Film & TV

Fiction Parallels Reality in Hulu’s Latest ‘Into the Dark’ Episode

Ulises Duenas

The editing and story are reminiscent of the movie Jacob’s Ladder in that the main character and viewer are lost in reality and unsure of what’s really going on. It becomes clear early on that some or all of what we see regarding the “president” is a fabricated reality created to protect his mind from some awful truth. As he talks to the other patients to unravel the mystery, he’s subjected to abuse from the doctors and orderlies

‘No Small Matter’ Deftly Explores the Science and History of Childhood Education

Christopher Karr

In terms of exploring a relatively underreported concern, the documentary is well worth watching. It’s probably even essential viewing for any prospective or new parent who wants to be informed about the struggles ahead. As a new father, I was alarmed enough by the exploration to think twice before sharing the content of the film with the mother of my newborn. Nevertheless, it’s healthier to encounter harsh realities than to ignore their existence. Therefore, I appreciate the diligence and attention to detail the filmmakers bring to the table. 

Tom Hanks Offers Gripping Return to World War II With ‘Greyhound’

Forrest Hartman

The movie is simple but well-crafted, with most of the time spent establishing the unpredictable and frightening nature of high-seas combat. Hanks plays Ernest Krause, a first-time destroyer captain charged with protecting a merchant ship convoy during a dangerous Atlantic crossing. Set during the Battle of the Atlantic, the movie pits Krause against a group stealthy U-boats determined to destroy as much of the convoy as possible.

Music Movie ‘Mighty Oak’ Collapses Under Its Own Weight

Forrest Hartman

Ragen, Parrish, PenaVega and the rest of the cast are charming enough, but some elements of the story are underdeveloped, while others batter the audience like a sledgehammer. One doesn’t watch Mighty Oak so much as he/she is manipulated by it. Some filmmakers – Steven Spielberg chief among them – can get away with this type of manipulation. But Spielberg is nuanced. With Mighty Oak, one can feel McNamara and Allen tugging at the heartstrings, and it’s more uncomfortable than effective.

Spike Lee Explores Themes of Racism, War, and Redemption in ‘Da 5 Bloods’

Ulises Duenas

It shouldn’t be surprising that a movie by Spike Lee explores themes of race and racism in a thought-provoking way. Da 5 Bloods opens with war footage and speakers remarking on the historical use of Black soldiers as frontline infantry. The entire plotline about the buried gold is centered around the idea of taking the gold as a way to “stick it to the man” and support their people. Several characters remark about the injustice of Black people not having the same rights as others despite spilling their blood on the battlefield in large numbers through various wars.

‘Hamilton’ World Domination Continues With Disney Plus Movie

Forrest Hartman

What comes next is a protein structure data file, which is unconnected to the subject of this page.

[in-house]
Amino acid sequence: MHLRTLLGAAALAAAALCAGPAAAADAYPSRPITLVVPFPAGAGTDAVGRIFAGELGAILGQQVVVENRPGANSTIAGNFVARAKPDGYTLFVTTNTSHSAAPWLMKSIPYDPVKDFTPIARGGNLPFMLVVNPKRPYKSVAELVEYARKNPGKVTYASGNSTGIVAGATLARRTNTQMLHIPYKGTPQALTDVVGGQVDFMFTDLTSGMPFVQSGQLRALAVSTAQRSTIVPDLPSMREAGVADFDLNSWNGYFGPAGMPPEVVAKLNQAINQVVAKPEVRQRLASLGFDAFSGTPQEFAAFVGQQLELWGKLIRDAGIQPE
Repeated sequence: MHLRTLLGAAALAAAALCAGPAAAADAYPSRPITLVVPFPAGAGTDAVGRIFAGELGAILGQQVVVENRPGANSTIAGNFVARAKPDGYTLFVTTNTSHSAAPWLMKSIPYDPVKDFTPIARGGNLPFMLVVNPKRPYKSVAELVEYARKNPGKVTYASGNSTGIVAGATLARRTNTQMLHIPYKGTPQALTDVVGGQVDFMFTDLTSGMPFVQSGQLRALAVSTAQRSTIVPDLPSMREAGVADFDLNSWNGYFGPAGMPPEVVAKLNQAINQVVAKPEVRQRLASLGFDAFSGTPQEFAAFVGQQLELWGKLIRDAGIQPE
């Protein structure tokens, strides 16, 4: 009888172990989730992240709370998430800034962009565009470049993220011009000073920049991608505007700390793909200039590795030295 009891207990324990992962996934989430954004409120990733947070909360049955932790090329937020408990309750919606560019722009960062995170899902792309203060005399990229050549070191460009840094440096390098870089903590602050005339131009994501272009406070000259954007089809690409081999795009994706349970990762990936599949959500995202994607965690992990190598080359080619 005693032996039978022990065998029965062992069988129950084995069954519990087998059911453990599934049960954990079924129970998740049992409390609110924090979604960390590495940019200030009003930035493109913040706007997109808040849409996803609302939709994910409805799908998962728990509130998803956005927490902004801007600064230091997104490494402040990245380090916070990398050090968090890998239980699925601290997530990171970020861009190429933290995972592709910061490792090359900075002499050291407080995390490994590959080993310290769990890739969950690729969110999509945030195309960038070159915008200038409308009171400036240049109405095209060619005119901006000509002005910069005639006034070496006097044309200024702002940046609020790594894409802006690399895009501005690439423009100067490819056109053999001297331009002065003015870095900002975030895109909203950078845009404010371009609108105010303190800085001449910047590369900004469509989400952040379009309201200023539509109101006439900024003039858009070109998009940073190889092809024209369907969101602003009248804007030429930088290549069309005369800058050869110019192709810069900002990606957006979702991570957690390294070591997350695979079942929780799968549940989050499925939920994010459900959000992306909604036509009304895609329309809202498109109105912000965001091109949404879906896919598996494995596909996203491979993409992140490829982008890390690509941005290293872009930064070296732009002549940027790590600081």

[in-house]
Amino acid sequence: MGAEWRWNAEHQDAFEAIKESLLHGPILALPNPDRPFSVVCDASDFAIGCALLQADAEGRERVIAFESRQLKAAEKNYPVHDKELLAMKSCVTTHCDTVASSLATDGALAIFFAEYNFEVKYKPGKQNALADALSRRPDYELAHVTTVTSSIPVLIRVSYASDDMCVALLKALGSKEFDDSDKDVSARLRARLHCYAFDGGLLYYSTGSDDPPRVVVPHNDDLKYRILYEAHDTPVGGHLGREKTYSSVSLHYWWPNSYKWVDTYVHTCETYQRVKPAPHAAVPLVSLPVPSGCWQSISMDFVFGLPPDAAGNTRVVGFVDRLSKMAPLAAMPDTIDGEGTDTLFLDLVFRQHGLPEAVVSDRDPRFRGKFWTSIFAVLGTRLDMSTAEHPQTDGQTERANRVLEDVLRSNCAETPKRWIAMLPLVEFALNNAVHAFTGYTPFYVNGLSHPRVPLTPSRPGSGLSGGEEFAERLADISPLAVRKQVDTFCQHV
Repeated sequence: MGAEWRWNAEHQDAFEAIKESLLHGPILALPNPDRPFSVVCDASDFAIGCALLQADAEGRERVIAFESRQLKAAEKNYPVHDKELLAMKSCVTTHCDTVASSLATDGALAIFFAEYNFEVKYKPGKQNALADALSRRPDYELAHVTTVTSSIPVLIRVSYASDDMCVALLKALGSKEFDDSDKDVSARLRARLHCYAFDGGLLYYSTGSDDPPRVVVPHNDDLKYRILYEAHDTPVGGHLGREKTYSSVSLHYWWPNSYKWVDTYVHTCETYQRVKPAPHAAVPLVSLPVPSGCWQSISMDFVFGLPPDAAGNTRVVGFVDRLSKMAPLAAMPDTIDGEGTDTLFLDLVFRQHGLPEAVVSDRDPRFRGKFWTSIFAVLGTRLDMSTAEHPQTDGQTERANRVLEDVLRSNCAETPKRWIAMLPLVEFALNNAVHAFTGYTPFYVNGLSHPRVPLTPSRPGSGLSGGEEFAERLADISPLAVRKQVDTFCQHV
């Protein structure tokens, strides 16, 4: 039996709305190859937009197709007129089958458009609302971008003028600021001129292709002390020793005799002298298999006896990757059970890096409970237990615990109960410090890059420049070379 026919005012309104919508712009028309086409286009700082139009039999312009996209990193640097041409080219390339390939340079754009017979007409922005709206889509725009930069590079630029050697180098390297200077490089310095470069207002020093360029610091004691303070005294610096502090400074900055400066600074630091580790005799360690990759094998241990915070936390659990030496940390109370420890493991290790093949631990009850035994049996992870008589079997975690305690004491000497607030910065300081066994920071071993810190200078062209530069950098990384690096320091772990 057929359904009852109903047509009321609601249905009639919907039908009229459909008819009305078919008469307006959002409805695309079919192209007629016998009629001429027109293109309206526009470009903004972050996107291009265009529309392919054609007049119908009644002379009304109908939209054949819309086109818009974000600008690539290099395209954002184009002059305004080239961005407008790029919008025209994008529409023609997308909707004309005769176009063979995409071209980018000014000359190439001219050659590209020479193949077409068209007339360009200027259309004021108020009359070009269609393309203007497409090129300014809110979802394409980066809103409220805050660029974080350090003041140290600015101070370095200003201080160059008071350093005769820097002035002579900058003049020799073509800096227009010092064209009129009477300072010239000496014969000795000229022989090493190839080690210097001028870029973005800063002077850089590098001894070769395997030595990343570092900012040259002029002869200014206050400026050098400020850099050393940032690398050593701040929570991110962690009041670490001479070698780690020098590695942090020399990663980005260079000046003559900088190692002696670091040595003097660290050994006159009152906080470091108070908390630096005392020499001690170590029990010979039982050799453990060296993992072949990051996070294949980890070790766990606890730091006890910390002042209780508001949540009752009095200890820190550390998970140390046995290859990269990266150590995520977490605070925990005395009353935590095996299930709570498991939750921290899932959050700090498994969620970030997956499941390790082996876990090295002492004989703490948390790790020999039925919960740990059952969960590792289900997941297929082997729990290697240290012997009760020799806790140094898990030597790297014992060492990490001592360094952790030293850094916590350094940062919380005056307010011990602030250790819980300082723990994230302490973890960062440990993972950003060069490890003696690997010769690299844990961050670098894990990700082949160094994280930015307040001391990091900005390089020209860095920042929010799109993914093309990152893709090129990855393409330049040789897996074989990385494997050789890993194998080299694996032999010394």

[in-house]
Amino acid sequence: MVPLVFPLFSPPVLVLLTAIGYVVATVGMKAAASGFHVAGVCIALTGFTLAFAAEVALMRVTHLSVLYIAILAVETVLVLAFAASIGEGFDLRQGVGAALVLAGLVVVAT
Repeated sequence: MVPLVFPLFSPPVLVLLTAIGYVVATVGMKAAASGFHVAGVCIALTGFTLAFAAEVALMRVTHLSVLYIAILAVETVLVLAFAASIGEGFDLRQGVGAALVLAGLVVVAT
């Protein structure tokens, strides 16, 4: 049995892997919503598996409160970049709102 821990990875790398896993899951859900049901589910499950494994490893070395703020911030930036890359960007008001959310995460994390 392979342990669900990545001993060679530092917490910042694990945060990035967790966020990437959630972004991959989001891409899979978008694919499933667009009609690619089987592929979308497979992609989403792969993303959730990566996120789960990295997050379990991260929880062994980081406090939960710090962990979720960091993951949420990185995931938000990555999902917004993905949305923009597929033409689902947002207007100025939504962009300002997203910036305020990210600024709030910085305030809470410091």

Hamilton uses what some might call colorblind casting, but it goes beyond colorblind. The show is intentionally diverse, meaning white historical figures are often portrayed by minority actors as a point of course. This is particularly poignant in the wake of the George Floyd protests. One might be able to overlook the fact that a Black man is playing Thomas Jefferson, were it not for that fact that Jefferson ran a plantation and owned slaves. That juxtaposition is jolting.

‘7500’ Is a Suspenseful, Must-Watch Thriller

Forrest Hartman

Vollrath makes the most of the confined setting -- something that could hurt a weaker filmmaker. In some respects, 7500 must have been easy to produce. A single location, small cast, and minimal set dressing all speed the shooting process, but these things come with restraints. When all the action is set in an airplane cockpit, there are no astonishing backdrops or special effects to use as a crutch. The weight of the storytelling is relegated to the script and its handful of actors.

‘Artemis Fowl’ Is a Streaming Mess

Forrest Hartman

Viewers are legitimately transported to a land where fairies and goblins are real, and it’s all very dazzling and Harry Potter-like. Artemis Fowl would seem, then, to be a perfect film for fans of that series. Alas, the Harry Potter features are painstakingly mapped out so viewers understand the rules of the magical world they enter. This is not the case with Artemis Fowl, which teases viewers without elaborating and leads to a long string of questions that are never adequately answered.

Exploring the Symbolism of Hats in the Cinematic Masterpiece, ‘Bicycle Thieves’

Eva Berezovsky

Italian director Vittorio De Sica’s Bicycle Thieves follows Antonio Ricci’s quest for his stolen bicycle, his portal to employment, and consequent riches. Through documenting Antonio’s progress in hunting down the guilty Alfredo Catelli, De Sica also traces the evolution of Antonio’s hats. De Sica implants three different styles––worn by Antonio as well as other characters––that work together to manifest a hierarchy where each style symbolizes a different level of authority.

Arde Madrid! (Burn Madrid Burn!) -- With Help From Ava Gardner

Sandra Bertrand

There are enough allusions to the star’s life in this tale for a younger audience to be intrigued.  References to her great affection for “Papa” Hemingway are well founded.  Ava made three films based on his stories: The Killers with Burt Lancaster, The Snows of Kilmanjairo with Gregory Peck, and The Sun Also Rises with Humphrey Bogart, forming a fast friendship with the author.  Mazar’s free-wheeling character defends her “Papa’s” philosophy that “it’s the castration of desire that is indecent.”

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